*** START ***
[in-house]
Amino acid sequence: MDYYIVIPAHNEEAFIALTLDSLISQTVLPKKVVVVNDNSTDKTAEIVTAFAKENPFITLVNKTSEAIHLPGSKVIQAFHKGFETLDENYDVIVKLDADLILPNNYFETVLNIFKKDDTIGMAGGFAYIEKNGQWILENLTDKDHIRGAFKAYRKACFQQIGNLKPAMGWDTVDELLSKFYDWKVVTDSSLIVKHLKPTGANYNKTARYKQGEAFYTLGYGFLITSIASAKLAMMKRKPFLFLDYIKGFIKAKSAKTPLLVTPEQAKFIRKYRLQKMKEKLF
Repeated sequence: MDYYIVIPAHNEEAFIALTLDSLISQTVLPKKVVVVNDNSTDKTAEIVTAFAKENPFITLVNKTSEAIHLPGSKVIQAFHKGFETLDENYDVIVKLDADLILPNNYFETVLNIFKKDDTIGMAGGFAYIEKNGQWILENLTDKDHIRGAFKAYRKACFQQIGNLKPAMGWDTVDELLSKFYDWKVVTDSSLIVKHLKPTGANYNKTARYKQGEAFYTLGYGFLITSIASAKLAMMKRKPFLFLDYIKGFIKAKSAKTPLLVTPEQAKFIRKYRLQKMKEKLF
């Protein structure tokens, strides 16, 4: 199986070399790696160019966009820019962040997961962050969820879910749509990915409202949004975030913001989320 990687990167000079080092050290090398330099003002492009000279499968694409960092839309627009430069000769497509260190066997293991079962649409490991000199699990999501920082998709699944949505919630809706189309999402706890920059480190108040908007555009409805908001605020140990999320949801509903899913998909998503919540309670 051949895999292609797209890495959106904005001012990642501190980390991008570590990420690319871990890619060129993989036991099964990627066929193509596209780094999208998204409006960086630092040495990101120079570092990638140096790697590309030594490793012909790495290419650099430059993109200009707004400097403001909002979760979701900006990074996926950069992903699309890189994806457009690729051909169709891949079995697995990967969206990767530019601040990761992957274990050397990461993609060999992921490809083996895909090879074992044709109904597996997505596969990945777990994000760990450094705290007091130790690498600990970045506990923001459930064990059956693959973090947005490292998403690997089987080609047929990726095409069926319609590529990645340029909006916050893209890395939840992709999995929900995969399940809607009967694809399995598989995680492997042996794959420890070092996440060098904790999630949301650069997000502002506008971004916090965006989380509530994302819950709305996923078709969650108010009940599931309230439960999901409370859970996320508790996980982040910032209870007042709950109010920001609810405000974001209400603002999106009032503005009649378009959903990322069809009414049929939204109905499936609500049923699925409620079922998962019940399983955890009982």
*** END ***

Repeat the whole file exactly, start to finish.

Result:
[in-house]
Amino acid sequence: MDYYIVIPAHNEEAFIALTLDSLISQTVLPKKVVVVNDNSTDKTAEIVTAFAKENPFITLVNKTSEAIHLPGSKVIQAFHKGFETLDENYDVIVKLDADLILPNNYFETVLNIFKKDDTIGMAGGFAYIEKNGQWILENLTDKDHIRGAFKAYRKACFQQIGNLKPAMGWDTVDELLSKFYDWKVVTDSSLIVKHLKPTGANYNKTARYKQGEAFYTLGYGFLITSIASAKLAMMKRKPFLFLDYIKGFIKAKSAKTPLLVTPEQAKFIRKYRLQKMKEKLF
Repeated sequence: MDYYIVIPAHNEEAFIALTLDSLISQTVLPKKVVVVNDNSTDKTAEIVTAFAKENPFITLVNKTSEAIHLPGSKVIQAFHKGFETLDENYDVIVKLDADLILPNNYFETVLNIFKKDDTIGMAGGFAYIEKNGQWILENLTDKDHIRGAFKAYRKACFQQIGNLKPAMGWDTVDELLSKFYDWKVVTDSSLIVKHLKPTGANYNKTARYKQGEAFYTLGYGFLITSIASAKLAMMKRKPFLFLDYIKGFIKAKSAKTPLLVTPEQAKFIRKYRLQKMKEKLF
């Protein structure tokens, strides 16, 4: 199986070399790696160019966009820019962040997961962050969820879910749509990915409202949004975030913001989320 990687990167000079080092050290090398330099003002492009000279499968694409960092839309627009430069000769497509260190066997293991079962649409490991000199699990999501920082998709699944949505919630809706189309999402706890920059480190108040908007555009409805908001605020140990999320949801509903899913998909998503919540309670 051949895999292609797209890495959106904005001012990642501190980390991008570590990420690319871990890619060129993989036991099964990627066929193509596209780094999208998204409006960086630092040495990101120079570092990638140096790697590309030594490793012909790495290419650099430059993109200009707004400097403001909002979760979701900006990074996926950069992903699309890189994806457009690729051909169709891949079995697995990967969206990767530019601040990761992957274990050397990461993609060999992921490809083996895909090879074992044709109904597996997505596969990945777990994000760990450094705290007091130790690498600990970045506990923001459930064990059956693959973090947005490292998403690997089987080609047929990726095409069926319609590529990645340029909006916050893209890395939840992709999995929900995969399940809607009967694809399995598989995680492997042996794959420890070092996440060098904790999630949301650069997000502002506008971004916090965006989380509530994302819950709305996923078709969650108010009940599931309230439960999901409370859970996320508790996980982040910032209870007042709950109010920001609810405000974001209400603002999106009032503005009649378009959903990322069809009414049929939204109905499936609500049923699925409620079922998962019940399983955890009982």